Hackers used malicious YouTube ads to siphon CPU power for crytopcurrency mining

YouTube has plugged a hole in its video platform that allowed adverts to surreptitiously siphon a user’s computer power to mine cryptocurrency.

Security firm Trend Micro discovered that adverts on YouTube appeared to be leaching power from the processor of a the computer or laptop on which YouTube was being accessed on.

The culprit was found to be malicious adverts that contained a hidden script for the Coinhive cryptocurrency miner, which quietly taped into a CPUs power to crunch the calculations needed to generate digital currencies like Bitcoin and Monero.

Trend Micro found that the malicious adverts had got onto YouTube by infiltrating Google’s DoubleClick network, which distributes advertising across the search giant’s sites and services.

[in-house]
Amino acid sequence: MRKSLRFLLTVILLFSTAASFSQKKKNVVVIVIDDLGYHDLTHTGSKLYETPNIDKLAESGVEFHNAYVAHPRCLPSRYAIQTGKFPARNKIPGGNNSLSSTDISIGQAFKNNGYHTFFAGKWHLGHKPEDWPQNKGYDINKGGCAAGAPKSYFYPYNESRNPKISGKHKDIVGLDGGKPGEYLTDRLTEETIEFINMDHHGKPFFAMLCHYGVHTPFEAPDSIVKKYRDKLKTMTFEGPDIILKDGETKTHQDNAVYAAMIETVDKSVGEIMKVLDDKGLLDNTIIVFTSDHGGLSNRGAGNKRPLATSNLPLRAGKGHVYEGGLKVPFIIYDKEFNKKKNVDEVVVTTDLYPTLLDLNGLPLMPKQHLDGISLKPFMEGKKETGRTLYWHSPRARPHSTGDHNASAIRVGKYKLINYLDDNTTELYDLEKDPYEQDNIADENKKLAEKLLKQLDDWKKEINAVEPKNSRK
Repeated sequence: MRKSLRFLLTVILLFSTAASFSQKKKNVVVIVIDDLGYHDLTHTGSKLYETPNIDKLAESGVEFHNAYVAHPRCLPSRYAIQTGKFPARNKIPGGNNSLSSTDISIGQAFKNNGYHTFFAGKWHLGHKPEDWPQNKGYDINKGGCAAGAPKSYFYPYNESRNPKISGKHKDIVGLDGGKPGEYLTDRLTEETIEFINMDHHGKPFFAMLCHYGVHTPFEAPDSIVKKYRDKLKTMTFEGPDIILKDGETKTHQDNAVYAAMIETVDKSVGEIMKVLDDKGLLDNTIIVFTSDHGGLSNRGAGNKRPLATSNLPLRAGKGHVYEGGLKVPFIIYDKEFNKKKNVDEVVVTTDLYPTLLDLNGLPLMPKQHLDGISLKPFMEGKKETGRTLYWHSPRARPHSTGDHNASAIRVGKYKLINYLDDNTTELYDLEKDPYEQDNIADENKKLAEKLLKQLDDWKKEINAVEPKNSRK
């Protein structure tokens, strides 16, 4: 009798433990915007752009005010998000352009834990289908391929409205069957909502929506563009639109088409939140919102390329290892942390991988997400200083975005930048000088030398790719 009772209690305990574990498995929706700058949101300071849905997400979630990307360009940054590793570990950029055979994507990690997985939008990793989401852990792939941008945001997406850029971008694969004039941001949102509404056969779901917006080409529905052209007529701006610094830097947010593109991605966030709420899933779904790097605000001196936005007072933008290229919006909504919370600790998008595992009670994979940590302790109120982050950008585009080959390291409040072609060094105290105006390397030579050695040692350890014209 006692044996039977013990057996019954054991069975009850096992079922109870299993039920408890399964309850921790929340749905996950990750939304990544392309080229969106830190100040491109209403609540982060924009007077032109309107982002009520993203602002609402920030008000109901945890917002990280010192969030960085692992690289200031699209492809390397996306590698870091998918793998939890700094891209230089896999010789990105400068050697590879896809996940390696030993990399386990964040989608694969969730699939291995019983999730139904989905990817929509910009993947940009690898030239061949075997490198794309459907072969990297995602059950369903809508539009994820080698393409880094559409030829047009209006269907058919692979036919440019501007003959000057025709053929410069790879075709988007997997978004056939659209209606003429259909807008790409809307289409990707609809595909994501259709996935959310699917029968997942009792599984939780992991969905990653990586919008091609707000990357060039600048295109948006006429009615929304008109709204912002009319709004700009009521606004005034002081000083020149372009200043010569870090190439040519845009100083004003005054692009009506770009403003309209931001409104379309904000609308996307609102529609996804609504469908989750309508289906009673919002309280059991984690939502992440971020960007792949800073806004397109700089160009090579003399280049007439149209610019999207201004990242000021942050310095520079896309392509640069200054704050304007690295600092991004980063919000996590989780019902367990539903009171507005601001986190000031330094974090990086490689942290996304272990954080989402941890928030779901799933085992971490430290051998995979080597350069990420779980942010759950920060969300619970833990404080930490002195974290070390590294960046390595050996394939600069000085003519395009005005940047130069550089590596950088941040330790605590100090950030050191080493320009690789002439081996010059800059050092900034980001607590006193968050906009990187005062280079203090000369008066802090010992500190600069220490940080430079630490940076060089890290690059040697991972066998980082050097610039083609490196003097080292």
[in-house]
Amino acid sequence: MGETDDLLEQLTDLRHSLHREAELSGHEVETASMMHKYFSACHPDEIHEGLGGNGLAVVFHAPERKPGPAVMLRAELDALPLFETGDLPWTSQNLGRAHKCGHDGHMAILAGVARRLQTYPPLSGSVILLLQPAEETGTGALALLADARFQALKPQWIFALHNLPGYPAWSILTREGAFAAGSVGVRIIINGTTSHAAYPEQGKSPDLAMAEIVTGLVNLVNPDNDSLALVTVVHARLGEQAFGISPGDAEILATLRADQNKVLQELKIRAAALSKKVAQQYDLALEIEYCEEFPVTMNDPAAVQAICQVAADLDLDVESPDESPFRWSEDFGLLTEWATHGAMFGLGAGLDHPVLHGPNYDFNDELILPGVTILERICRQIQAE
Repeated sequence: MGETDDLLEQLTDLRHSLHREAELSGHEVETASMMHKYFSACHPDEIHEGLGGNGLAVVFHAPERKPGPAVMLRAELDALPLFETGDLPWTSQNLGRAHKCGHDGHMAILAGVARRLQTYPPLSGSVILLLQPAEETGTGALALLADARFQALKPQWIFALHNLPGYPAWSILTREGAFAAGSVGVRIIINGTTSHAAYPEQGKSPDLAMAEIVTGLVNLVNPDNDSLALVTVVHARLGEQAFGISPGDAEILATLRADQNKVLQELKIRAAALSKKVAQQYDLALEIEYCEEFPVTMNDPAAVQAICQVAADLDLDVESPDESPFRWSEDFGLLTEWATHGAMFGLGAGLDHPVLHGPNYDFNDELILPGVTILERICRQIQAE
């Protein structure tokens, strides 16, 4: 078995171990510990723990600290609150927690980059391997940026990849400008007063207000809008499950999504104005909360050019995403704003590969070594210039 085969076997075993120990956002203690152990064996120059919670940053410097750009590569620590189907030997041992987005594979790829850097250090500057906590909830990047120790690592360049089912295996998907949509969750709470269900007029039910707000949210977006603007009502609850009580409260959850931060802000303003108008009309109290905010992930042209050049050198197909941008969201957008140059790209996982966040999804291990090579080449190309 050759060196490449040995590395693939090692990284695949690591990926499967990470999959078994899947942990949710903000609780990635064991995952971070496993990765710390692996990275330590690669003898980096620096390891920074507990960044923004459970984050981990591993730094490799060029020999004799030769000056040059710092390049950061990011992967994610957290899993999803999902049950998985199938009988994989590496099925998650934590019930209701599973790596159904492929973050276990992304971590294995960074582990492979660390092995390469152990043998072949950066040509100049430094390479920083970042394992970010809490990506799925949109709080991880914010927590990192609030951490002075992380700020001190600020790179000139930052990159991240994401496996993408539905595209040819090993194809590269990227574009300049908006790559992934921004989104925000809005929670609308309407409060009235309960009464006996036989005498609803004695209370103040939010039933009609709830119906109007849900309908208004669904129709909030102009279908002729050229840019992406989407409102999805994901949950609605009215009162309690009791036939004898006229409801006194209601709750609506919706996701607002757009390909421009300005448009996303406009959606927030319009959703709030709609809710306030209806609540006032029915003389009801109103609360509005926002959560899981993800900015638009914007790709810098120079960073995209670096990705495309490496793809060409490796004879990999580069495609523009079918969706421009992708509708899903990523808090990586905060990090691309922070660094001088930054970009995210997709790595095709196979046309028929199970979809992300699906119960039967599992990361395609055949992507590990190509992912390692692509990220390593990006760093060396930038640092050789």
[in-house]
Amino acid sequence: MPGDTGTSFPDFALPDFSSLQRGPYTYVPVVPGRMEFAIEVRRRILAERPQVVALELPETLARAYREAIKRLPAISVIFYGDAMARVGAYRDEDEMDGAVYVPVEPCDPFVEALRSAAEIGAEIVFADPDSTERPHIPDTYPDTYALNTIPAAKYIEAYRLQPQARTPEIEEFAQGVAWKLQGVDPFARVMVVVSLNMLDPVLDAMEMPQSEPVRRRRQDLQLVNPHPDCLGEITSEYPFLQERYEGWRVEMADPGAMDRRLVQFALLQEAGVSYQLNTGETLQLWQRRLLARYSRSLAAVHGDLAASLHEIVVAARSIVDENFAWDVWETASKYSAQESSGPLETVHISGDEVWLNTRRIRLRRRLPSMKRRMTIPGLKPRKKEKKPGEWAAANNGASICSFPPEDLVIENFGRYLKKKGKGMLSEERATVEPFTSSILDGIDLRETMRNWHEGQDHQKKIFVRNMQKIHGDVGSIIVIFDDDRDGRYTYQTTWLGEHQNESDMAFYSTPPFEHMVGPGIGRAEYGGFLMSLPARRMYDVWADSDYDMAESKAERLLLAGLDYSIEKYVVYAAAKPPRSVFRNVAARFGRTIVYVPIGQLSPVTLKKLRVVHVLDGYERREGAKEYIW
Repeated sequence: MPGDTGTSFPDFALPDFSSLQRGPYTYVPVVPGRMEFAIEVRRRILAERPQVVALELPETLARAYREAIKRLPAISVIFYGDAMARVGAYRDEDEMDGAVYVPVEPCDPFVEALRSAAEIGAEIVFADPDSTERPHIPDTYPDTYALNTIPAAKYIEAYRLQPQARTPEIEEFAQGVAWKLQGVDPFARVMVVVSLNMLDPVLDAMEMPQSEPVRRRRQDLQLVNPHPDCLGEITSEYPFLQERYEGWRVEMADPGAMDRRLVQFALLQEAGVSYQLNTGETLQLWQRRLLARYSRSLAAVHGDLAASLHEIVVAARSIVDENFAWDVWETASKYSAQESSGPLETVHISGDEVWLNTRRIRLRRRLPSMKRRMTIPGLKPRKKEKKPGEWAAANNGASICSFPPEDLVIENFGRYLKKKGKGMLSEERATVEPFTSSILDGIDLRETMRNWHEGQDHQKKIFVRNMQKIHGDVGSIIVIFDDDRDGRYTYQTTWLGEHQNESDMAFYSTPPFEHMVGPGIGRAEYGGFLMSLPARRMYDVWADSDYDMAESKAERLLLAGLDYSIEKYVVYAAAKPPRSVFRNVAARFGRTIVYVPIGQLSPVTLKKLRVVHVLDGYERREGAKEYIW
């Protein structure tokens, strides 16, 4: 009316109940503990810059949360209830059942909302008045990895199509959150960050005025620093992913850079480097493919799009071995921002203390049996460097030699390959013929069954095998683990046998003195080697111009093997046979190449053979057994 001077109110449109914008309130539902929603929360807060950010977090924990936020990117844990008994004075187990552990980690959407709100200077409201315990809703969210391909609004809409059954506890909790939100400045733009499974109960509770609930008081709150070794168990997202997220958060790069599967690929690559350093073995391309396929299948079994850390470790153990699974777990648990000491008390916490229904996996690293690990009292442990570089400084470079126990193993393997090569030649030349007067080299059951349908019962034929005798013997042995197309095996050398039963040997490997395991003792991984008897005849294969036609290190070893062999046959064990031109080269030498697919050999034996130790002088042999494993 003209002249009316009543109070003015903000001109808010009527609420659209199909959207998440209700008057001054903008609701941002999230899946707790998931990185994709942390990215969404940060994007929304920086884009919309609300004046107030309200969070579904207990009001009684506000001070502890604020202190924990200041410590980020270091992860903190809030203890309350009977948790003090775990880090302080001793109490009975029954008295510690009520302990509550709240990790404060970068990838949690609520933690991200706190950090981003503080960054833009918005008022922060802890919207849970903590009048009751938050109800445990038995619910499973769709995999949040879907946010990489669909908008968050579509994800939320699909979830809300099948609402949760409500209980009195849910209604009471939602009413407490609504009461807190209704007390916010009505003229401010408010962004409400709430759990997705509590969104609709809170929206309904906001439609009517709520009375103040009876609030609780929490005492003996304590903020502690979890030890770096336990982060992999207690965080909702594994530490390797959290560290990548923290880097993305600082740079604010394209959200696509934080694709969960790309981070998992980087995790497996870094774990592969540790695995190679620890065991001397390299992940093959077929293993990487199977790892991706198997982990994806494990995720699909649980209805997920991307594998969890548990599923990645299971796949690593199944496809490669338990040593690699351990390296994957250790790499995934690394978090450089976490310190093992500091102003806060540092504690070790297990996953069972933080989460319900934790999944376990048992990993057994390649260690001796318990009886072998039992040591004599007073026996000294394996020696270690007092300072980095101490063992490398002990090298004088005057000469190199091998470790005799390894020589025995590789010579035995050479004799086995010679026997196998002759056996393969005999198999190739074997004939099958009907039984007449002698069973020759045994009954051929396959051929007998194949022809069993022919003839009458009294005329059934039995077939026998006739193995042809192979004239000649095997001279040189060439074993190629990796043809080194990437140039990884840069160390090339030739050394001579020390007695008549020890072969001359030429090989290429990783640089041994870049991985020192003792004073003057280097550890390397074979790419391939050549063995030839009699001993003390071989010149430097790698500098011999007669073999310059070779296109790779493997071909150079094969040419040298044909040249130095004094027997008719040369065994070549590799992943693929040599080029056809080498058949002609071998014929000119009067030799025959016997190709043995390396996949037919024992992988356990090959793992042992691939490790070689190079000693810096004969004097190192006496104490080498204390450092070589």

Related: Bitcoin price 

The security company quickly informed Google, which moved to seal the hole it had in its advertising network.

“Mining cryptocurrency through ads is a relatively new form of abuse that violates our policies and one that we’ve been monitoring actively,” said a Google spokesperson.

“We enforce our policies through a multi-layered detection system across our platforms which we update as new threats emerge. In this case, the ads were blocked in less than two hours and the malicious actors were quickly removed from our platforms.”

However, various people tweeting about encountering such adverts on YouTube, including how the malicious ads had been detected by some anti-virus software, would indicate that such sneaky cryptocurrency mining went on for around a week before it was knocked on its head.

With the surging popularity of cryptocurrency, such clandestine mining referred to as ‘cryptojacking’, isn’t likely to go away anytime soon, especially if hackers can make an easy buck without too many people noticing.

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